Richard Leonard faces a motion of no confidence. What are the consequences?

Sienna Rodgers
© Twitter/@LabourRichard

Richard Leonard faces a motion of no confidence in his leadership at a Scottish executive committee (SEC) meeting kicking off at 10.30am tomorrow. The move comes after James Kelly MSP quit the Scottish Labour frontbench and several other MSPs publicly called on Leonard to resign, saying they have no confidence in his ability to lead the party into the May 2021 Holyrood elections.

The defiant leader has refused to go. He has instead vowed to “fulfil the mandate” of members who elected him, described questioning his leadership now as an “act of sabotage” and made clear that deselections will be on the cards. These criticisms are proof that these Labour MSPs are “inward-looking” and “that calls into question whether some of these people are the best people to stand for the Labour Party next year”, Leonard shot back. But could this motion make a difference?

The first important aspect of this story is that the SEC motion would not be binding if passed. This is not a direct route to triggering a leadership election, but a way of piling on the pressure. As part of that, the move seeks to smoke out Leonard’s quieter opponents, with the GMB and Usdaw reps on the SEC being identified as swing voters. (One of the two Usdaw reps, Jackie Martin, has signed the motion but the other hasn’t.) Leonard’s critics would see GMB joining their side as a big coup: the leader worked for 20 years as a GMB Scotland organiser.

Leonard allies say this is really about the regional list selection plans, and creating chaos in order to distract the leadership from them – hence the Scottish leader’s talk of deselection. Ahead of the May elections, candidates need to be chosen. Ordinary members get to vote on candidates for their regional list, and the left reckon some of Leonard’s key MSP opponents won’t fare well. This is compounded by a battle over the leadership-backed proposal for women automatically to top each one of those ‘zipped’ (alternated by gender) lists. (This excludes leader and deputy leader, who are automatically at the top of theirs.) Martin McCluskey’s LabourList article in June touched on this disagreement.

The proposal on regional list selections has developed since then. LabourList’s understanding is that the leadership still wants women to top lists, but there will also be reserved places for other protected characteristics – and for key workers, too. The key worker idea came about partly as a result of the dissent over the past couple of weeks, and to highlight the argument that people shouldn’t be trying to topple the leader in the middle of a pandemic. But there isn’t clarity so far on what constitutes a key worker. One Leonard critic cheerfully suggested that MSPs could actually be classified as such.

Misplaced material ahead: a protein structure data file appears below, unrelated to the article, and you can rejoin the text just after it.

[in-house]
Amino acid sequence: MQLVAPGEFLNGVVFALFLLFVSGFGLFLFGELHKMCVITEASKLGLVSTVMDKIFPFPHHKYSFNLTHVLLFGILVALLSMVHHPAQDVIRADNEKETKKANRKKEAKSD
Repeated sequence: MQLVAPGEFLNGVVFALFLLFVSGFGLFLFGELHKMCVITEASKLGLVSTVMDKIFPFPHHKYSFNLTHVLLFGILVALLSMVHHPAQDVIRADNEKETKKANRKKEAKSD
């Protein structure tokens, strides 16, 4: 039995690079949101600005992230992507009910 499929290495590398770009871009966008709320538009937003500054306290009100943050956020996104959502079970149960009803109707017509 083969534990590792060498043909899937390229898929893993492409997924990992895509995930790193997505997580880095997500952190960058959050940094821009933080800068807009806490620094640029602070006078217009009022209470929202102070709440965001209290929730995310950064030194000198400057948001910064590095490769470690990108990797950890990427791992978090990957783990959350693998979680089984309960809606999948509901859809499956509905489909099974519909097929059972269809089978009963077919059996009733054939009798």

Leonard’s opponents flatly deny that these leadership battles relate to candidate selections, and say they genuinely want a leadership challenge to take place. The thinking is that if the SEC approves the no-confidence motion, or it falls narrowly, Leonard will give in to calls for his resignation – and if he doesn’t, things will get messy. The factions disagree on whether a mechanism for triggering a Scottish Labour leadership challenge actually exists as there is no provision for it in the Scottish rulebook. Leonard’s critics say the default is the UK rulebook, which would mean a challenge could go ahead if backed by 20% of parliamentarians, i.e. five MSPs (or four MSPs and Ian Murray). But so far, no consensus on that point. Until the Holyrood elections, Scottish Labour’s stalemate has the potential to end only if there is a truly overwhelming show of support for Leonard tomorrow, or there isn’t and he goes. Neither looks very likely.

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